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Improving motivation to change amongst individuals with eating disorders: A systematic review.

Denison-Day, J., Appleton, K., Newell, C. and Muir, S., 2018. Improving motivation to change amongst individuals with eating disorders: A systematic review. International Journal of Eating Disorders, 51 (9), 1033-1050.

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DenisonDaySystematicReviewAcceptedManuscript.pdf - Accepted Version
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DOI: 10.1002/eat.22945


OBJECTIVE: People with eating disorders can have low motivation to change their eating disorder behaviors. Interventions aiming to enhance motivation to change have been increasingly advocated in their treatment. Questions remain regarding the strength of the evidence supporting the effectiveness of interventions that specifically focus on improving motivation. This review explored the evidence for improving motivation to change in eating disorders via clinical interventions. METHOD: Searches of the published and unpublished literature were conducted by searching databases (PubMed, PsychInfo, Web of Science) and trial registries (WHO ICTRP), and by contacting authors. Studies were included if they investigated an intervention for eating disorder patients, included a pre-post outcome measure of motivation to change and were published in English. Risk of bias was also assessed. RESULTS: Forty-two studies were included in the final review. Evidence was found to support the use of interventions to improve motivation to change, though it was unclear whether motivational interventions present a more effective option than approaches that do not exclusively or specifically focus on motivation. However, motivational interventions were identified as being more effective than low intensity treatments. Risk of bias in included studies was generally high. DISCUSSION: Motivation was found to increase across treatments in general, whether or not the focus of the intervention was on enhancing motivation. It is unclear if interventions specifically targeting motivation to change provide additional benefit over and above established treatment approaches.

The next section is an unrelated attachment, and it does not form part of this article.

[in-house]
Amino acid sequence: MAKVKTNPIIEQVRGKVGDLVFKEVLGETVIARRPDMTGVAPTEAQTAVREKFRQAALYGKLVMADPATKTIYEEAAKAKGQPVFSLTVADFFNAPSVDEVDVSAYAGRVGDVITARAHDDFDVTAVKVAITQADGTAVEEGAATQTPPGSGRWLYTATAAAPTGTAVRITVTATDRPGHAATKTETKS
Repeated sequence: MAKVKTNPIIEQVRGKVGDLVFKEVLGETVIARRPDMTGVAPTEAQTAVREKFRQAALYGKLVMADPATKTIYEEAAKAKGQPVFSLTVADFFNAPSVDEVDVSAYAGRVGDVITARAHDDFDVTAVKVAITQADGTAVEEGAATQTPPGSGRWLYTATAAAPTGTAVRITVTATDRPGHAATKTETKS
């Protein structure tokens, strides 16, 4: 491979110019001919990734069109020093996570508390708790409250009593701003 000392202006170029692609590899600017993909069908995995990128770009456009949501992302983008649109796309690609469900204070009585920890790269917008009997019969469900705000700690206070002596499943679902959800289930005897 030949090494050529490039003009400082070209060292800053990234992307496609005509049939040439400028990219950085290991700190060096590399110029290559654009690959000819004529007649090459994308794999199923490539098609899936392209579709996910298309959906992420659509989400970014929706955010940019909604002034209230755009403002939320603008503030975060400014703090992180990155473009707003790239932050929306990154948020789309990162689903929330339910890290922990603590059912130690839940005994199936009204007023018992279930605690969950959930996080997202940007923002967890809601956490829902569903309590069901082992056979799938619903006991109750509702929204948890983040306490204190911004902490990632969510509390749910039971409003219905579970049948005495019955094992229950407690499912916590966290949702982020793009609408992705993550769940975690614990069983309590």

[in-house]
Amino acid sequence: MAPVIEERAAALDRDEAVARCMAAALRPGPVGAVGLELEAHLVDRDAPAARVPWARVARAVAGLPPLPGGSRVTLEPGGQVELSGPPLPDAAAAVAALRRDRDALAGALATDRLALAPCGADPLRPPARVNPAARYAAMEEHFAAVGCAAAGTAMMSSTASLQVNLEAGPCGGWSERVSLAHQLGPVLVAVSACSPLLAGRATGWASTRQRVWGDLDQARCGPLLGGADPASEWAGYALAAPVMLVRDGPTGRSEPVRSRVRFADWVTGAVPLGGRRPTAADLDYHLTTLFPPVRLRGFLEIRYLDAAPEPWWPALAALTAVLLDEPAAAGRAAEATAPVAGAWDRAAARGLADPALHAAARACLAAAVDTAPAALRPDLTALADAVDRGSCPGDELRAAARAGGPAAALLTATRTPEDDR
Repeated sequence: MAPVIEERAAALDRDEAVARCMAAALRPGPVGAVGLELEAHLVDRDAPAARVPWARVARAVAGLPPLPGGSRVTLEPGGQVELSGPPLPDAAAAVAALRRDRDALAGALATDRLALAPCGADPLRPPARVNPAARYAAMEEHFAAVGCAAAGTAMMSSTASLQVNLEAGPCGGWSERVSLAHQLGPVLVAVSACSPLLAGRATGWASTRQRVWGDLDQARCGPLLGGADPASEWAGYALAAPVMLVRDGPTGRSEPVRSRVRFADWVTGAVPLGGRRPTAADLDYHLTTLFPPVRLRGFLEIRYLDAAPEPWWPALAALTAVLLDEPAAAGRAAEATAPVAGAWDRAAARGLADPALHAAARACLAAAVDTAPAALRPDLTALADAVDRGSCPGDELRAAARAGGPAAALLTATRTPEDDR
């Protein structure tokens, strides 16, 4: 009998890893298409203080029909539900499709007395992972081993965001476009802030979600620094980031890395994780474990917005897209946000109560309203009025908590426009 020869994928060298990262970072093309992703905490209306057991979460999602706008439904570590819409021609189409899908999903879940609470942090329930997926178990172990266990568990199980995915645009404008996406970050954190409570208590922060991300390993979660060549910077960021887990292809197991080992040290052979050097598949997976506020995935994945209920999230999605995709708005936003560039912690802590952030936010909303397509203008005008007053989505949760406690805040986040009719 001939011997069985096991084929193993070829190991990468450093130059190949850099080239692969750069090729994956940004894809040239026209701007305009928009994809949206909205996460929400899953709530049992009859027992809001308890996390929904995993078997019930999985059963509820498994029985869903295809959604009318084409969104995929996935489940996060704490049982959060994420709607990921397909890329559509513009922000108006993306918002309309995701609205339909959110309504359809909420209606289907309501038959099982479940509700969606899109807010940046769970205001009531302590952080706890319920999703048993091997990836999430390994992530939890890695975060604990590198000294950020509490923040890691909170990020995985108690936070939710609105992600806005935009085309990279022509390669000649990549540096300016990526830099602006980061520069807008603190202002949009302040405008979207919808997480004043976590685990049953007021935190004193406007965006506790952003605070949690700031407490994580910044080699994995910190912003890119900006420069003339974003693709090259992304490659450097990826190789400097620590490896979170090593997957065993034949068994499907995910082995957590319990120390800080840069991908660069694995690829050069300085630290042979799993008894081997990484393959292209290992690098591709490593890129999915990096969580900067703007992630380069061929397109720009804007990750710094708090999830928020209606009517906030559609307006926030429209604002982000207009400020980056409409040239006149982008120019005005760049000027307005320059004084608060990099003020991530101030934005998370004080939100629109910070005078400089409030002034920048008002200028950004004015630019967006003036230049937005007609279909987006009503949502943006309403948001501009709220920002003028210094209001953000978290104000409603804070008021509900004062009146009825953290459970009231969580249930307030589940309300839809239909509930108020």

Item Type:Article
Additional Information:Funding information: Bournemouth University
Uncontrolled Keywords:early medical intervention ; feeding and eating disorders ; motivation ; motivational interviewing ; review
Group:Faculty of Science & Technology
ID Code:31307
Deposited By: Symplectic RT2
Deposited On:03 Oct 2018 09:26
Last Modified:14 Mar 2022 14:13


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